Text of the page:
In this study, we investigated the effect of forest types changes (from coniferous and broadleaf mixed forest (CBMF) to plantation forests of bamboo (Phyllostachys pubescens forest, MBF) and hickory (Carya cathayensis forest, CHF)) combined with intensive management on soil organic carbon (SOC) and microbial community structure, using the 13C-nuclear magnetic resonance (NMR) and phospholipid fatty acid (PLFA). The results indicated that soil organic carbon significantly decreased by 30.7 and 28.5% in MBF and CHF, respectively. The aromatic C and aromaticity also significantly decreased in MBF and CHF (P < 0.05), while alkyl, O-alkyl and carbonyl C contents increased (P > 0.05). Significant changes of the soil microbial community were found after the forest type changed from CBMF to MBF and CHF. Total soil microbial PLFAs, soil bacteria PLFAs, fungus PLFAs, actinobacteria PLFAs, arbuscular mycorrhizal fungi PLFAs and protozoan PLFAs ranked as follows: CBMF > CHF > MBF (P < 0.05). The ratio of soil fungus to bacteria was in the order of MBF (0.78) > CHF (0.66) > CBMF (0.49) (P < 0.05), while an opposite order was found for ratio of G+/G− values (CBMF > CHF > MBF, P < 0.05). The converting CBMF into MBF and CHF combined with fertilization and tillage significantly changed the SOC and microbial community. Therefore, necessary measures should be taken to improve the SOC and soil fertility in the MBF and CHF.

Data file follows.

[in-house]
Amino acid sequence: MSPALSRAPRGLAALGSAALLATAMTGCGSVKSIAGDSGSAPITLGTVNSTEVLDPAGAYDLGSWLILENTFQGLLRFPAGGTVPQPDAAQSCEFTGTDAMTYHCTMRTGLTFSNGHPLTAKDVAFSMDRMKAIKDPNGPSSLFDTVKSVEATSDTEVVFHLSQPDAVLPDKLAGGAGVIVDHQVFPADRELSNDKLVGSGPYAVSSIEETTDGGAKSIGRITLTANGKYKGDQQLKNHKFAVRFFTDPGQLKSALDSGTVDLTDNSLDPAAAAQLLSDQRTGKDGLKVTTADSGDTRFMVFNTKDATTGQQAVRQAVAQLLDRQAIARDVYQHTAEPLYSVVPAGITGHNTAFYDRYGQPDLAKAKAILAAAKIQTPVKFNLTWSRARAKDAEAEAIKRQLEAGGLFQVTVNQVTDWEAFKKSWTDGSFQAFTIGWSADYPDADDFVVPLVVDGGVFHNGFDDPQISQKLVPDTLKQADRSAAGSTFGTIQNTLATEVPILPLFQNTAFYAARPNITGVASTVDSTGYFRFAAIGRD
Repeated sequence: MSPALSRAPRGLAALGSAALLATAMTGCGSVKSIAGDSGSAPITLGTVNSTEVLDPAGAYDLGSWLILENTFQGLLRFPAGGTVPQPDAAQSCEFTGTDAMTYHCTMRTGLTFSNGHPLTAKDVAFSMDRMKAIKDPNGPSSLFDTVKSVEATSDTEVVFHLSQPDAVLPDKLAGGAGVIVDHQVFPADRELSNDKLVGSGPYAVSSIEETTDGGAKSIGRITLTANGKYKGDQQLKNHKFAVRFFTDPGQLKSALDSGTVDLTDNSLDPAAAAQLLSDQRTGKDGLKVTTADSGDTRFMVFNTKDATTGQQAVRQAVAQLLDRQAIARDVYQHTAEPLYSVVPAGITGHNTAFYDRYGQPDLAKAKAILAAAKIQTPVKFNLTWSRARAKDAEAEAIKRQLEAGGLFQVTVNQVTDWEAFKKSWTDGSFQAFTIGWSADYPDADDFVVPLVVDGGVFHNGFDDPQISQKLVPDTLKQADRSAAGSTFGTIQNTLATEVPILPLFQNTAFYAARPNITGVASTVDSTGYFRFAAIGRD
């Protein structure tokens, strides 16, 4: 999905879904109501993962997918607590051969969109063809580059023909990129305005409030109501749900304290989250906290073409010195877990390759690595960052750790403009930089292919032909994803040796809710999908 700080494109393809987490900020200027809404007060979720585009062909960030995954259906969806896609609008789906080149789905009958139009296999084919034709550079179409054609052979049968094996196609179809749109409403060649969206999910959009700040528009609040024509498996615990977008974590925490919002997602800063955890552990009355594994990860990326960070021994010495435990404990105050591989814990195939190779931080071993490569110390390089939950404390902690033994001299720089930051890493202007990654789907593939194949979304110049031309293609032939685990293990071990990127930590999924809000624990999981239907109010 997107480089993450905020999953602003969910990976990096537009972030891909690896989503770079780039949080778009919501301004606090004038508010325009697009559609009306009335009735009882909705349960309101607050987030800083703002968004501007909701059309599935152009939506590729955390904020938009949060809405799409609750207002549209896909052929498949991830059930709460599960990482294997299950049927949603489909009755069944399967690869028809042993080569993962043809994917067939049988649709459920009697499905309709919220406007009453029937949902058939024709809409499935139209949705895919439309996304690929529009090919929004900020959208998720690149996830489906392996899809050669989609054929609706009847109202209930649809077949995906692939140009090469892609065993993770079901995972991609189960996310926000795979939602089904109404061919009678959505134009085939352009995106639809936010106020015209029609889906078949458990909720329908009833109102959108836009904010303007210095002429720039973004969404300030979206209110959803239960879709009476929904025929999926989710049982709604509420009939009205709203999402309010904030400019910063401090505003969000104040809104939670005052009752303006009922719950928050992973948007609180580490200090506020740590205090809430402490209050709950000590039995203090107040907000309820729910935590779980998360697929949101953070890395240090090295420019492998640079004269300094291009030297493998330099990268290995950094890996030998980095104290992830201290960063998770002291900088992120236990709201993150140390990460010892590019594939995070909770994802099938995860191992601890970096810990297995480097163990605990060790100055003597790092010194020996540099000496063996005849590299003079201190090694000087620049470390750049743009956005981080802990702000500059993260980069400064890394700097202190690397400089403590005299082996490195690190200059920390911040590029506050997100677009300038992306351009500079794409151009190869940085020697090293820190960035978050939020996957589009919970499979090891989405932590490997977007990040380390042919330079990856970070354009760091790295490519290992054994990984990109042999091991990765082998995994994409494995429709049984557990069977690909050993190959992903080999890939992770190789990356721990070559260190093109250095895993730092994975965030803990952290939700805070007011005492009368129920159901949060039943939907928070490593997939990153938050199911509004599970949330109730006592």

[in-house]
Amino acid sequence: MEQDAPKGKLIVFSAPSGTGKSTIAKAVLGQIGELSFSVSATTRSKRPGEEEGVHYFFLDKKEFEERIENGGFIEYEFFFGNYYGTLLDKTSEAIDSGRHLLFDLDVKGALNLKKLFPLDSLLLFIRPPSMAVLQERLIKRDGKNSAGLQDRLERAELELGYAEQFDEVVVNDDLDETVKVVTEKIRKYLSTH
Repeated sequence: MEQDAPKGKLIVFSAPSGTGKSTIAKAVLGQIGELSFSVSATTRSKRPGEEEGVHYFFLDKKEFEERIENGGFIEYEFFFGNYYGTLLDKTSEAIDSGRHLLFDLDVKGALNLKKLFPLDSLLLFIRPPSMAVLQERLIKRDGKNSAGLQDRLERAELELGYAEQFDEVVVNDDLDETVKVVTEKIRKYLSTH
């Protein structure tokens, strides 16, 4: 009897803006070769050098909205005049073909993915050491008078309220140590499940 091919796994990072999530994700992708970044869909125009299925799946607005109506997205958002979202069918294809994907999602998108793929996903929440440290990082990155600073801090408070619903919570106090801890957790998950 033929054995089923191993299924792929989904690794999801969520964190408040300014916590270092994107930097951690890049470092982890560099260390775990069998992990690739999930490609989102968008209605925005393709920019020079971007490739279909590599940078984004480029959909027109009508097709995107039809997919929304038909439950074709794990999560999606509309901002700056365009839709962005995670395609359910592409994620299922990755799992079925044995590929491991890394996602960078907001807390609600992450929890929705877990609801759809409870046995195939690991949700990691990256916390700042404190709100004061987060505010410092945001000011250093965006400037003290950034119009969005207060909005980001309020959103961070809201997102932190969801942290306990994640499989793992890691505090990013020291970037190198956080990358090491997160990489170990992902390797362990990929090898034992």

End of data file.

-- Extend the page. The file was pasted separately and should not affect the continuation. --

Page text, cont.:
European Journal of Forest Research – Springer Journals
Published: Jul 12, 2017
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